Coloplast’s patented Torosa® Saline-Filled Testicular Prosthesis aids in restoring a more natural appearance for adults and children missing one or two testicles due to congenital anorchism, monorchism, cryptorchidism, orchiectomy or other procedures. The weight, shape and soft texture are designed to mimic the natural testicles, and have high levels of patient satisfaction. (cf. 1)
Weight, shape and texture of the prosthesis approximates a normal testicle, providing a more natural looking and feeling scrotum.
Suture tab enables physicians to secure the device in a set position, if desired, minimizing unwanted implant movement within the scrotum.
Self-sealing injection port for inflation, which simplifies the surgical procedure.
Based on available clinical trials and published data, the prostheses have a low incidence of deflation, infection, migration, displacement, extrusion, erosion, fibrous capsular contracture, hematoma, necrosis and reoperation. (cf. 1)
There were no reports of silicone-immunological adverse events in any core clinical trial subjects. (cf. 1)
The cosmetic benefits provided by testicular prostheses have been reported by numerous investigators to lead to psychological benefits and high levels of patient satisfaction. (cf. 2)
Click here: http://straighttalk.net/?page_id=558 to view a collection of video clips designed to provide detailed information to physicians interested in learning more about Torosa® testicular prostheses.
Important Safety Information
The Coloplast Torosa® is intended for use when cosmetic testicular replacement is indicated i.e., in the case of agenesis or following the surgical removal of a testicle.
The implantation of testicular prostheses is contraindicated in the presence of infection or untreated neoplasm.
Implantation of a testicular prosthesis in patients with pre-existing varicoceles may result in persistent pain. Testicular implants should not be considered lifetime implants due to the inherent nature of silicone implants, implant procedures, and potential individual psychological reactions. This device contains silicone elastomer in a cured state. The risks and benefits of implanting this device in patients with lupus, scleroderma, myasthenia gravis, or documented sensitivity to silicone should be carefully considered. The issue of the possible relationship between silicone and various diseases has been and continues to be the subject of scientific and medical debate. Sepsis, hemorrhage or thrombosis may result from the placement of any foreign object in the body. Use of an excessively large implant may result in tissue necrosis/thrombosis. Excessive fibrous capsular formation or contracture may occur around any implant placed in contact with soft tissue. The incidence and severity of this occurrence may increase if postoperative local hematoma or infection occurs.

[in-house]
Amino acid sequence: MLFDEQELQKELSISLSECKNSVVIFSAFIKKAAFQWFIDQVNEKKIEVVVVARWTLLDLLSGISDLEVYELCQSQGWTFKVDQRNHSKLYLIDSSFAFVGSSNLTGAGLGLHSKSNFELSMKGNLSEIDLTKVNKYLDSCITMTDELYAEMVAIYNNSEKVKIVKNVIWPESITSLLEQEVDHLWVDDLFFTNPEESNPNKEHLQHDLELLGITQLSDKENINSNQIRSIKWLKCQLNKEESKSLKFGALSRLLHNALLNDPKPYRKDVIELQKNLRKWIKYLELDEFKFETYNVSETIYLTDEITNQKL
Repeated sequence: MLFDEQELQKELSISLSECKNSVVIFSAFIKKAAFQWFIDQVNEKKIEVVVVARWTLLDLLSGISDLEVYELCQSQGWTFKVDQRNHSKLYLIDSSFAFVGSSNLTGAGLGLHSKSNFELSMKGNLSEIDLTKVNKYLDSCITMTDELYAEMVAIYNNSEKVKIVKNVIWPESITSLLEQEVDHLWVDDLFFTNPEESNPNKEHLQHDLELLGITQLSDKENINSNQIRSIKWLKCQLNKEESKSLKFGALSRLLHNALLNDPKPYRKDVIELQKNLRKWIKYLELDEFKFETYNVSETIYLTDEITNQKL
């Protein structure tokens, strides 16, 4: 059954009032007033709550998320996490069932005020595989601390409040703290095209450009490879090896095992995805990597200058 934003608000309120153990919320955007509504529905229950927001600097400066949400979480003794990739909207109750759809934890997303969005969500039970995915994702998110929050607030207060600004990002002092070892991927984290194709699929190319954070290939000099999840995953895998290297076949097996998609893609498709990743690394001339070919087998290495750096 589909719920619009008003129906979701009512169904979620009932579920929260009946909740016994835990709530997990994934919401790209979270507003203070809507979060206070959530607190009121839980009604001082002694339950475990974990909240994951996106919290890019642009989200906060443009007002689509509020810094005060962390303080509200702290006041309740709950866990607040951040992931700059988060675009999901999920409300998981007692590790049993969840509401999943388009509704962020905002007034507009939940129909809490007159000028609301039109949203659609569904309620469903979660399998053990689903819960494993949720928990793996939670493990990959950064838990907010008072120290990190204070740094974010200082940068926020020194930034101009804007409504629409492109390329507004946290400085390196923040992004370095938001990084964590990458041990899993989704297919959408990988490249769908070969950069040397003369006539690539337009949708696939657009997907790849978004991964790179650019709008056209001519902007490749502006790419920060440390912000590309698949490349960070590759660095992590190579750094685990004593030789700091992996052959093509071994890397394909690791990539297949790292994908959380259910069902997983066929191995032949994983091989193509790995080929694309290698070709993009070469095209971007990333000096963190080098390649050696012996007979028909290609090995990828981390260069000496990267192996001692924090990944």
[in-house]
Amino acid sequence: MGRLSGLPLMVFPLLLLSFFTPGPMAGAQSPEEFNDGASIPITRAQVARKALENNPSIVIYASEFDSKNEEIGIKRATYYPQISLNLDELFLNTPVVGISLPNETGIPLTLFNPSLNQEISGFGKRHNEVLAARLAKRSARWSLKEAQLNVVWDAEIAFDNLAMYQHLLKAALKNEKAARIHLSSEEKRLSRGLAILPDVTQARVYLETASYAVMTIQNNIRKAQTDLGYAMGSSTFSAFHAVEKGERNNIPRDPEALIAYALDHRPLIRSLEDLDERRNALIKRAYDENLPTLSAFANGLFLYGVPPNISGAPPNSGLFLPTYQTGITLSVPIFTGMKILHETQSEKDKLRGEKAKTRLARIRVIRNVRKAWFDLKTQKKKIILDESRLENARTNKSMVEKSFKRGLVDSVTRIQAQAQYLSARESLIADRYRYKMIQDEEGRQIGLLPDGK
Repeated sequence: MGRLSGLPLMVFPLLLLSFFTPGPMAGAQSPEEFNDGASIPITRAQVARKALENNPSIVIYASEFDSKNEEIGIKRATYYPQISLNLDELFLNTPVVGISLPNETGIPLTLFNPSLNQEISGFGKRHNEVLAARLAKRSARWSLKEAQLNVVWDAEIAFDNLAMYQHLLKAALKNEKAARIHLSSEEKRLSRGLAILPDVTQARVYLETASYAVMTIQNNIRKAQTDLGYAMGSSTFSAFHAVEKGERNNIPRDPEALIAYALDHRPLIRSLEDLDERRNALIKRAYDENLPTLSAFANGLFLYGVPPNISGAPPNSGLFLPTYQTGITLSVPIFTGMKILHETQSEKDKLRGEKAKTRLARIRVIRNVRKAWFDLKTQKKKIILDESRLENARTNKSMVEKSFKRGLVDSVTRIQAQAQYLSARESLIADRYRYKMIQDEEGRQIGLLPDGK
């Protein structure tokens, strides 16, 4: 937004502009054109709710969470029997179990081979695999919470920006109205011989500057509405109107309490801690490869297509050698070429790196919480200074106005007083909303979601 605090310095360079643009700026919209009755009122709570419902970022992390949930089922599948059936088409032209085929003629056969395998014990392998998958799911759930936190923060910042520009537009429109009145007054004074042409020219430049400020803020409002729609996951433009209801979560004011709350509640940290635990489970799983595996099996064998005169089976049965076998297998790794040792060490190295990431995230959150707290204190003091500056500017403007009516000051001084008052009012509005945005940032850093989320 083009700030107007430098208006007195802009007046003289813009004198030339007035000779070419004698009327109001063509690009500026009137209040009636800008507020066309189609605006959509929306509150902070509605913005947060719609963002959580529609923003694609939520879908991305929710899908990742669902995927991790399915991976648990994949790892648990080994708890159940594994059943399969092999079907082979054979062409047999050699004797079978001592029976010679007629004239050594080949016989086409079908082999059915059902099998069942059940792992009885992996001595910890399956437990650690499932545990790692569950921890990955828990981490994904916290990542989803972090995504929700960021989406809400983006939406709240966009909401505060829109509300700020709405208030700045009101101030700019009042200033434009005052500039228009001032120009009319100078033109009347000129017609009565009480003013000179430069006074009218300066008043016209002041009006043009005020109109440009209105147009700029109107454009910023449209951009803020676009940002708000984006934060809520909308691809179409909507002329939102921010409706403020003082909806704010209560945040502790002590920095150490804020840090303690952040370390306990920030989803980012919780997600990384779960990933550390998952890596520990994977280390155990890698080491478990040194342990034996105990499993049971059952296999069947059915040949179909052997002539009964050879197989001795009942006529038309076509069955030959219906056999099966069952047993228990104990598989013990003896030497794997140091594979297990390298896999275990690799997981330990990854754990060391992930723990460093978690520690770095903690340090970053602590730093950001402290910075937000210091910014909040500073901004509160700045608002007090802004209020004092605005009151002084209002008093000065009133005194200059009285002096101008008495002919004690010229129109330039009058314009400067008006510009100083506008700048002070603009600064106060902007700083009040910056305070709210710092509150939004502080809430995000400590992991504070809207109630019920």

A thorough preoperative consultation should include a discussion between the patient and physician of all available treatment options and their risks and benefits. The action of drugs (such as antimicrobials, chemotherapy agents or steroids) in contact with the prosthesis has not been tested by the manufacturer, and their use cannot be recommended. Each physician who chooses to use drugs in combination with this prosthesis must assure compatibility of the drug with silicone elastomer. Careful hemostasis is important to prevent postoperative hematoma formation. Device should not be implanted until bleeding is under control. Care must be taken to avoid risk of implant puncture during implant or subsequent surgical procedures. Prosthesis structural integrity is required. Device should not be implanted following modification of its design. A standby device should be available during surgery. Surgeons implanting penile prostheses should be familiar with the currently available techniques for measuring the patient, determining implant size, and performing the surgery.
Pain, discomfort, edema (implant or incision site), infection, extrusion, displacement/migration, genital hematoma, keloid formation, implant deflation/leakage, inadequate position, fluid accumulation, constipation, hives, fibrosis, granuloma, mobile implant, neuropathy (leg), numbness (heel), suture abscess, and unnecessary incision
See the device manual for detailed information regarding the implant procedure, contraindications, warnings, precautions, and potential complications/adverse events. For further information, call Coloplast Corp. and/or consult the company website at www.coloplast.com.
Caution: Federal law (Canada) restricts this device to sale by or on the order of a physician.
- Clinical data on file at Coloplast Corp., and within the device labelling.
- M1715N A Patient’s Guide to Testicular Prostheses.